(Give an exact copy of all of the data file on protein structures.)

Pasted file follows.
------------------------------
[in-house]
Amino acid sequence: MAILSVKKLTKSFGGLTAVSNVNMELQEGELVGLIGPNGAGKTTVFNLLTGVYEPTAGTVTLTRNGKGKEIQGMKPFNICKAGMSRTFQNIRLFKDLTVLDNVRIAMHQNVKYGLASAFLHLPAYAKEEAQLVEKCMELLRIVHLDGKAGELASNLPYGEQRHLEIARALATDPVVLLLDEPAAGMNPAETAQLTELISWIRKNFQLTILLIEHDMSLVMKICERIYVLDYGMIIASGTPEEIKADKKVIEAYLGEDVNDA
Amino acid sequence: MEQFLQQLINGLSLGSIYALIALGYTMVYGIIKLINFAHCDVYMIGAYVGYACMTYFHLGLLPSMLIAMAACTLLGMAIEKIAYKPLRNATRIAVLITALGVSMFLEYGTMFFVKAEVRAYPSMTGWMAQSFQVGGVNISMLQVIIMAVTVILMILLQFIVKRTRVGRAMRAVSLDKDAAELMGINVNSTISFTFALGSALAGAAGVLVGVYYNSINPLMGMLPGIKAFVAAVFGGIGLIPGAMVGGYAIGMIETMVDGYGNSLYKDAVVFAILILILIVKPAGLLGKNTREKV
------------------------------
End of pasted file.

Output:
[in-house]
Amino acid sequence: MAILSVKKLTKSFGGLTAVSNVNMELQEGELVGLIGPNGAGKTTVFNLLTGVYEPTAGTVTLTRNGKGKEIQGMKPFNICKAGMSRTFQNIRLFKDLTVLDNVRIAMHQNVKYGLASAFLHLPAYAKEEAQLVEKCMELLRIVHLDGKAGELASNLPYGEQRHLEIARALATDPVVLLLDEPAAGMNPAETAQLTELISWIRKNFQLTILLIEHDMSLVMKICERIYVLDYGMIIASGTPEEIKADKKVIEAYLGEDVNDA
Amino acid sequence: MEQFLQQLINGLSLGSIYALIALGYTMVYGIIKLINFAHCDVYMIGAYVGYACMTYFHLGLLPSMLIAMAACTLLGMAIEKIAYKPLRNATRIAVLITALGVSMFLEYGTMFFVKAEVRAYPSMTGWMAQSFQVGGVNISMLQVIIMAVTVILMILLQFIVKRTRVGRAMRAVSLDKDAAELMGINVNSTISFTFALGSALAGAAGVLVGVYYNSINPLMGMLPGIKAFVAAVFGGIGLIPGAMVGGYAIGMIETMVDGYGNSLYKDAVVFAILILILIVKPAGLLGKNTREKV